Trump took immediate heat for this promise on the campaign trail, and seemed to indicate a walk-back during his speech at the 2016 AIPAC Policy Conference and elsewhere, but he has not explicitly rescinded this posture.
Friedman argued, however, that his language has been misunderstood. “What he was really referring to was trying to sponsor negotiations that would take place without preconditions,” he said. “That was what he viewed as neutrality, and that’s frankly been the view of the Israeli government for some time.”
Friedman cited Obama’s demand in his first term that Netanyahu place a moratorium on all West Bank settlement construction, as a trust-building measure, to be “an example of the absence of neutrality, but it’s in favor of the Palestinians against the Israelis.”
Within an hour of President-elect Donald Trump announcing Thursday that David Friedman, his adviser and long-time friend, was his choice to be the next US ambassador to Israel, liberal Jewish groups let loose with scathing condemnations of the appointment.
“J Street is vehemently opposed to the nomination of David Friedman,” the organization’s president, Jeremy Ben Ami, said in a statement. “This nomination is reckless, putting America’s reputation in the region and credibility around the world at risk.”
In a formal statement, J Street said it would “vehemently” oppose Friedman’s confirmation in the Senate.
Meanwhile, the National Jewish Democratic Council tweeted: “Trump must stand for a strong US-Israel relationship and take it seriously. [There] hasn’t ever been a less experienced pick for US ambassador to Israel.”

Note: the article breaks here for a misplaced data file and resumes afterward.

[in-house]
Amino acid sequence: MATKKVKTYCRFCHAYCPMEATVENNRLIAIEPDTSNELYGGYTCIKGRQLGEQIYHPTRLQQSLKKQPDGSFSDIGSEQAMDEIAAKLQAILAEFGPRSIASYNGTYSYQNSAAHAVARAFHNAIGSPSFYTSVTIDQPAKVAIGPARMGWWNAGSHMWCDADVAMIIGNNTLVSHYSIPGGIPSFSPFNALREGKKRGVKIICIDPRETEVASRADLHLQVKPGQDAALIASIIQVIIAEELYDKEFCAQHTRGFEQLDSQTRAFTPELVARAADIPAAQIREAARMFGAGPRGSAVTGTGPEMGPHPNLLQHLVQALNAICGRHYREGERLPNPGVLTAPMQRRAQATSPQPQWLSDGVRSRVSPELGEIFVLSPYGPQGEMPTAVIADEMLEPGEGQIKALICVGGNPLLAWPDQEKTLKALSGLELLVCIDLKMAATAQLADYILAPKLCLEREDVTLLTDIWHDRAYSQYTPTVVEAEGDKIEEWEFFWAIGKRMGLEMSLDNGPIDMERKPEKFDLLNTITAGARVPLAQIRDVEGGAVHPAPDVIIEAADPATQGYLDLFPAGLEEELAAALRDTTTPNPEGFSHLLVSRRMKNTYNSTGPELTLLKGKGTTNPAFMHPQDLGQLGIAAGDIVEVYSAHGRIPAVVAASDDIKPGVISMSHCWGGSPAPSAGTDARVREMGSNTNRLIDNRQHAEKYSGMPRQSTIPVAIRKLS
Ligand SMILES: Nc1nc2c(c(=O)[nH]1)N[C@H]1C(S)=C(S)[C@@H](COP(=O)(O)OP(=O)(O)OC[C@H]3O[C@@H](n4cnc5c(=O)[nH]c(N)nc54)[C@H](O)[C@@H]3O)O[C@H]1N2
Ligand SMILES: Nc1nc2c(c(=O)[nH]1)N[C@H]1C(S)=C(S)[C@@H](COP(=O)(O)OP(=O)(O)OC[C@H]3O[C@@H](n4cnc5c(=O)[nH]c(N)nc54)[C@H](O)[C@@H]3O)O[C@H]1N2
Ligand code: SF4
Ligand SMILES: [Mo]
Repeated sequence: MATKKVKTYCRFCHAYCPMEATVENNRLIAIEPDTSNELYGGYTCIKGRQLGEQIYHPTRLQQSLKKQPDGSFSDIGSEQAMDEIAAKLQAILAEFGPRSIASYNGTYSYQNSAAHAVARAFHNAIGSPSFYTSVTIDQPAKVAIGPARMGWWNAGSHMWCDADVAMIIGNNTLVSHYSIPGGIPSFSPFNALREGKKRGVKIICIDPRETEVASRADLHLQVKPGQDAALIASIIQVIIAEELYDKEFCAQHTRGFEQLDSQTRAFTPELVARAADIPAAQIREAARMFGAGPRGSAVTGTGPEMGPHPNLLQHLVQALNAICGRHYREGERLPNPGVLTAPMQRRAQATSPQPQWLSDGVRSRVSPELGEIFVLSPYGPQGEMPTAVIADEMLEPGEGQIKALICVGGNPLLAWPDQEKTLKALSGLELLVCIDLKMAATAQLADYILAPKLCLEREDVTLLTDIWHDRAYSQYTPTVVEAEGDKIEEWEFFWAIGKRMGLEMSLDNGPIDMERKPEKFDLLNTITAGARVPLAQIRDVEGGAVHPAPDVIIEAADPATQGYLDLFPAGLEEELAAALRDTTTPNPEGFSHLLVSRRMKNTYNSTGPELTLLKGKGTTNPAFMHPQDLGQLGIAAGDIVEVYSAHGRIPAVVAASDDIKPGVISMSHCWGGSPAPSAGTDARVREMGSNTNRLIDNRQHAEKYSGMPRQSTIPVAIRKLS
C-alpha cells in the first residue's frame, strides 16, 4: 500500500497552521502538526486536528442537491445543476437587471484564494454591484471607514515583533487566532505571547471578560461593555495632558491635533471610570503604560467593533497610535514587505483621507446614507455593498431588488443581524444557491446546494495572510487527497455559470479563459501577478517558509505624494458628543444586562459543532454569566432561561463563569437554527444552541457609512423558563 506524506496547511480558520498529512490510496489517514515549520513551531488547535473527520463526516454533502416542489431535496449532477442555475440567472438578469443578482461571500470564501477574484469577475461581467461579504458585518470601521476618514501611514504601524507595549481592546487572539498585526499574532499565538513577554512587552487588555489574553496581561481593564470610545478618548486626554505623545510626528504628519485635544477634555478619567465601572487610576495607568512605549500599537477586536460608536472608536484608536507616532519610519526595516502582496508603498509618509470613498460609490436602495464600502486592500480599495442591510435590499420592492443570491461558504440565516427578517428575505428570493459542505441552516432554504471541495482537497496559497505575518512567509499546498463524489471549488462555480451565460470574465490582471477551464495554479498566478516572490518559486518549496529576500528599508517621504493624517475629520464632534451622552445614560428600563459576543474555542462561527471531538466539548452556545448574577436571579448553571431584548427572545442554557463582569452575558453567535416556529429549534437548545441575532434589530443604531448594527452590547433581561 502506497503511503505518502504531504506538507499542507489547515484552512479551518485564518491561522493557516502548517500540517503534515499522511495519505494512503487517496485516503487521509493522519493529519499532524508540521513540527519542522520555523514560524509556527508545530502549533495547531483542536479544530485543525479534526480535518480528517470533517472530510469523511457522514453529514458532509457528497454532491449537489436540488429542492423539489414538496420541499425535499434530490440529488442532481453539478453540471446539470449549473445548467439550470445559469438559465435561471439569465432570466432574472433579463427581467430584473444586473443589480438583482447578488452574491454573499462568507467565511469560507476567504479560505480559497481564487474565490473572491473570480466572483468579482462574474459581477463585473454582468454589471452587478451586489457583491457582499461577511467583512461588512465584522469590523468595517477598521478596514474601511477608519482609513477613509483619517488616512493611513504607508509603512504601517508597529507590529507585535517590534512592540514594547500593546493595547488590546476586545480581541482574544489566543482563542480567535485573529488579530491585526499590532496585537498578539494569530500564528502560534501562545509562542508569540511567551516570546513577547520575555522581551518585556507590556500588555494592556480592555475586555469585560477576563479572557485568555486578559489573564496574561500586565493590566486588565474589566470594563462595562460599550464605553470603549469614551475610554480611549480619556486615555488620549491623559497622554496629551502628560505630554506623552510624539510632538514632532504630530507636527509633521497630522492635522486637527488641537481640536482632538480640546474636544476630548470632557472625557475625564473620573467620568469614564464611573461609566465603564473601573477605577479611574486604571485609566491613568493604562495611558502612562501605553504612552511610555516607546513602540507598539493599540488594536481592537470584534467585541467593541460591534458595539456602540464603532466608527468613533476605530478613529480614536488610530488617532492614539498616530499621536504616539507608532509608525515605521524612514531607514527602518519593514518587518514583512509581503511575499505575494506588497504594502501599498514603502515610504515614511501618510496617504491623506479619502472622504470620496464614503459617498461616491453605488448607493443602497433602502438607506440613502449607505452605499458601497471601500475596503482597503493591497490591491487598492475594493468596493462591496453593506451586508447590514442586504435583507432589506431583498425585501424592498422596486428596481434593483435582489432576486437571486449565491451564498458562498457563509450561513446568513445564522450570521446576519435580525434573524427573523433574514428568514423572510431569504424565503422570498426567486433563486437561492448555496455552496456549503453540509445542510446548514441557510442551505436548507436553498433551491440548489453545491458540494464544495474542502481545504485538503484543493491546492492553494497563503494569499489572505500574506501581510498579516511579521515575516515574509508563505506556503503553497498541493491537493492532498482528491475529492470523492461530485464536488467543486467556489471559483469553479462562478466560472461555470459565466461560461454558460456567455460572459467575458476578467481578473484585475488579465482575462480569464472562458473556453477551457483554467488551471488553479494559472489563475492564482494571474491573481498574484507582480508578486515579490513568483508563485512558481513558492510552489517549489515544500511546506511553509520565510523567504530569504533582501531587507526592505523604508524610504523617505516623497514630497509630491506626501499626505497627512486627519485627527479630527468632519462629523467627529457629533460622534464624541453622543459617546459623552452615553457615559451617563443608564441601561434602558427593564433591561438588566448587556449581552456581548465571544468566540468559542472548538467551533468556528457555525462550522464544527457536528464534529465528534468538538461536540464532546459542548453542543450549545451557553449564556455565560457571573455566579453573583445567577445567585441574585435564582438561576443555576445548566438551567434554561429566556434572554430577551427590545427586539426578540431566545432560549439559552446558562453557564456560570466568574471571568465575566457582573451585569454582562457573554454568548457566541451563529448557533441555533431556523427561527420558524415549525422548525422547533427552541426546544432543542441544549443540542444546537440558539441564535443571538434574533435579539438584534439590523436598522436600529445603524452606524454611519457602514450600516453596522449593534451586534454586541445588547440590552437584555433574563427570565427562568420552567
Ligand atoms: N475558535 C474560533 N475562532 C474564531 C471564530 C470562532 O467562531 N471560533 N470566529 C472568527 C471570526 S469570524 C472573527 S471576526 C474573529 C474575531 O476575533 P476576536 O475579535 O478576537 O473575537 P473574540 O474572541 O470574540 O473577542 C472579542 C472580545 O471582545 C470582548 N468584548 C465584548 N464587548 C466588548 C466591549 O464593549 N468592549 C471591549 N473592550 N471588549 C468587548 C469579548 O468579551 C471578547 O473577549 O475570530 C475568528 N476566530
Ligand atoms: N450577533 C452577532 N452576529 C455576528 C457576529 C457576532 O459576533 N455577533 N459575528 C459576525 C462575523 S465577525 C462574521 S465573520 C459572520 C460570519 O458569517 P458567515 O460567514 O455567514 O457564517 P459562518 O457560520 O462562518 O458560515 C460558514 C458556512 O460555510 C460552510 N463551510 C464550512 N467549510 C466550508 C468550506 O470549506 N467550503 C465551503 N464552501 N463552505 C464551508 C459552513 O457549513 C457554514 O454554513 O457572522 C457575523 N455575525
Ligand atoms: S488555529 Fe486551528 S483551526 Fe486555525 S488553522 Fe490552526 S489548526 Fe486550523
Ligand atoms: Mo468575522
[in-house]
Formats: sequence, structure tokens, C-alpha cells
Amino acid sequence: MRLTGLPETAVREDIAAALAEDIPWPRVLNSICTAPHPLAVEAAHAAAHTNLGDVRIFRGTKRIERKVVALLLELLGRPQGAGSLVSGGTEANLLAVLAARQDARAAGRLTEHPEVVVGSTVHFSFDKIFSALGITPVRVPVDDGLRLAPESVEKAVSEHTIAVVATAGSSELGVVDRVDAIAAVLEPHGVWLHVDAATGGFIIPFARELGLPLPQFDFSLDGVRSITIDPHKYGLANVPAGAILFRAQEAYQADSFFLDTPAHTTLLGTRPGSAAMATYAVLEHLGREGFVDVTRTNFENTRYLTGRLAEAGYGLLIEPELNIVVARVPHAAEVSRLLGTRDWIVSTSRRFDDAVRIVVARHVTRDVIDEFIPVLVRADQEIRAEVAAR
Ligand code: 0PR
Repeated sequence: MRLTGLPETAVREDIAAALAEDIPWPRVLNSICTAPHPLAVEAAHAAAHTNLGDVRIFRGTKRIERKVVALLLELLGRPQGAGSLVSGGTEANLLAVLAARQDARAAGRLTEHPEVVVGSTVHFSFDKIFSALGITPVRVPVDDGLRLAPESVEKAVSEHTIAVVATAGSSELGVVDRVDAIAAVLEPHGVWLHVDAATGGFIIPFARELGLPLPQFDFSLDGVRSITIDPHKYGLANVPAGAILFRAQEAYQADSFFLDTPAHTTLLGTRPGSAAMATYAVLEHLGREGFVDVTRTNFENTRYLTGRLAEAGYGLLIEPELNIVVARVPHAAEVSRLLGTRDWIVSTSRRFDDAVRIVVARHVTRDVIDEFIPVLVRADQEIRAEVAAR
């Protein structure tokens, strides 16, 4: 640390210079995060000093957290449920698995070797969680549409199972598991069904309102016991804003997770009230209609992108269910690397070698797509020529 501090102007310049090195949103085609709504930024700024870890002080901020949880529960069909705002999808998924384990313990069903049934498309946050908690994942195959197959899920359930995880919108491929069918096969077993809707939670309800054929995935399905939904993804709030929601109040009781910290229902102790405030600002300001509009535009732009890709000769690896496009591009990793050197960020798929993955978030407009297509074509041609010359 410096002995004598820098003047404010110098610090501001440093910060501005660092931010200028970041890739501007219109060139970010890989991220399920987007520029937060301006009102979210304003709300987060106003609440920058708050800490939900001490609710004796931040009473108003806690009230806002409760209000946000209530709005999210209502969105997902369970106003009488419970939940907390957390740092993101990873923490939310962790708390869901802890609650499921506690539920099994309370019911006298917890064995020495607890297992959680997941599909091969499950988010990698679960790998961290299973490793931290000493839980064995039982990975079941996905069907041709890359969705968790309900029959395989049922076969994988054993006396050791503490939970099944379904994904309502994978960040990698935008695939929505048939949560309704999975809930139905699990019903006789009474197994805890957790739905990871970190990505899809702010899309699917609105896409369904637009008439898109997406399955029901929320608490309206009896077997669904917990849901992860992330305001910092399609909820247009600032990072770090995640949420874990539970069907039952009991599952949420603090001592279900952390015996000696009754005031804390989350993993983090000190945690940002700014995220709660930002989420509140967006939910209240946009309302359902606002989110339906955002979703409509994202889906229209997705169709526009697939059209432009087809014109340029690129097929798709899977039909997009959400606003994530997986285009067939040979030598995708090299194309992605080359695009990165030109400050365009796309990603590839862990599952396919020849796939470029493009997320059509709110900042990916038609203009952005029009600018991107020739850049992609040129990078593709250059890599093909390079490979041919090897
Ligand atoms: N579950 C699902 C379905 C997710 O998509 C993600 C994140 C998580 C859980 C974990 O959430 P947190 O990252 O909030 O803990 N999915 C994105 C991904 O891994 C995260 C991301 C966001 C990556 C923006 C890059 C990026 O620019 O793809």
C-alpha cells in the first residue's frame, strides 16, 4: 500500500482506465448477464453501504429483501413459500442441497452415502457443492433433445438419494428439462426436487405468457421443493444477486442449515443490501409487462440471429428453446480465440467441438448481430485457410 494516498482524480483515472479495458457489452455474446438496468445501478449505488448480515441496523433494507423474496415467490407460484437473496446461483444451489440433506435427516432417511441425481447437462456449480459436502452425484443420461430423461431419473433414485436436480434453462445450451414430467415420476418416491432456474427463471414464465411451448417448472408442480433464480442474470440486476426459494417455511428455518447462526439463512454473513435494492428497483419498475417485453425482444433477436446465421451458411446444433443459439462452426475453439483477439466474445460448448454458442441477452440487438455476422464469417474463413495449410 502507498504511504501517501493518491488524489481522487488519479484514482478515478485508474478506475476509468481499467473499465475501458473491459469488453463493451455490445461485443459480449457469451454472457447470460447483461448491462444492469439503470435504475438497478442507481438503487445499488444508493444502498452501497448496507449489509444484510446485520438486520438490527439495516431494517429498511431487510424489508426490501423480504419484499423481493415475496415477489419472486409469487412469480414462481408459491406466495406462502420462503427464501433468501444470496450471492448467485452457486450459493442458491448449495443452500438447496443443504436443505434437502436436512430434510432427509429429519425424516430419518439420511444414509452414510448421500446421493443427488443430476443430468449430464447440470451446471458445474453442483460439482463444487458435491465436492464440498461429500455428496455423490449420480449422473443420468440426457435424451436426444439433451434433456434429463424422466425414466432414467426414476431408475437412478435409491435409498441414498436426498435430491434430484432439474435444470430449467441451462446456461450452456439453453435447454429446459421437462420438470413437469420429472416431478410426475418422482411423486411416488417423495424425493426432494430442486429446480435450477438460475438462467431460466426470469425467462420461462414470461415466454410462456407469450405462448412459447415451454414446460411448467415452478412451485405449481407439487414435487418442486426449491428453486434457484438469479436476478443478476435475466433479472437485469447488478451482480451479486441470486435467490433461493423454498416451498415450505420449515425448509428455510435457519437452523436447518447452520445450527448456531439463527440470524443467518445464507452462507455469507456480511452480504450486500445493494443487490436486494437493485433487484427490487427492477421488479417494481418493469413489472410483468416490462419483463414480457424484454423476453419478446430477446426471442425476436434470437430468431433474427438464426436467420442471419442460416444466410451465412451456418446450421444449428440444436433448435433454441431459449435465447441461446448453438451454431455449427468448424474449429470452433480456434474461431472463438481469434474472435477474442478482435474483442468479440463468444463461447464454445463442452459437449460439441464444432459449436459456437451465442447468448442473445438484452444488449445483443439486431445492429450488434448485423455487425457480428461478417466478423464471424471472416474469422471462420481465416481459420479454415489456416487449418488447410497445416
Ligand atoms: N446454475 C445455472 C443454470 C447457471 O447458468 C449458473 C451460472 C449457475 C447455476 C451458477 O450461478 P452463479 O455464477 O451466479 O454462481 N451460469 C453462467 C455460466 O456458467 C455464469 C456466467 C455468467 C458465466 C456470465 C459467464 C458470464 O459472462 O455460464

While it was always unlikely that Trump, who vowed on the campaign trail to adopt a radically different posture on Israel than President Barack Obama’s, would appoint an envoy to the Jewish left’s satisfaction, the choice of a man whose views represent such a profound break with US foreign policy orthodoxy seemed to stir intense emotions.
As President-elect Donald Trump moves closer to his January inauguration, many at the United Nations could be excused for being worried given his critical pronouncements on the world body over the years.
Trump’s views are at odds with the U.N. on a variety of issues – ranging from the Iran nuclear deal to the Paris climate treaty to the resettling of millions of refugees.
Well aware of those differences, outgoing U.N. Secretary-General Ban Ki-moon sent Trump a congratulatory note emphasizing that the U.N. will be counting on him “to strengthen the bonds of international cooperation as we strive together to uphold shared ideals, combat climate change, advance human rights, promote mutual understanding … to achieve lives of peace, prosperity and dignity for all.”
During the presidential campaign, Trump sent a strong and unequivocal message to the U.N. at the annual American Israel Public Affairs Committee (AIPAC) conference in Washington, D.C.
“The United Nations is not a friend of democracy, it’s not a friend to freedom, it’s not a friend even to the United States of America where, as you know, it has its home, and it is surely not a friend to Israel,” Trump said in March.
David Singer: France Humiliated by Abbas but Israel Remains Focused
Surely it would have been much easier – and certainly much cheaper and more effective – for France to pick up the phone and invite both Israel and the PLO to Paris to sit down and resume their negotiations (stalled since 2014) without pre-conditions and outside foreign interference.
Israel’s Prime Minister Benjamin Netanyahu had publicly expressed his readiness to do so on many occasions – but PLO Chairman Mahmoud Abbas refused to indicate his willingness to do likewise.
The international community may well be concerned to see the two-state solution – the creation of a second Arab State in former Palestine in addition to Jordan – slowly sinking into oblivion.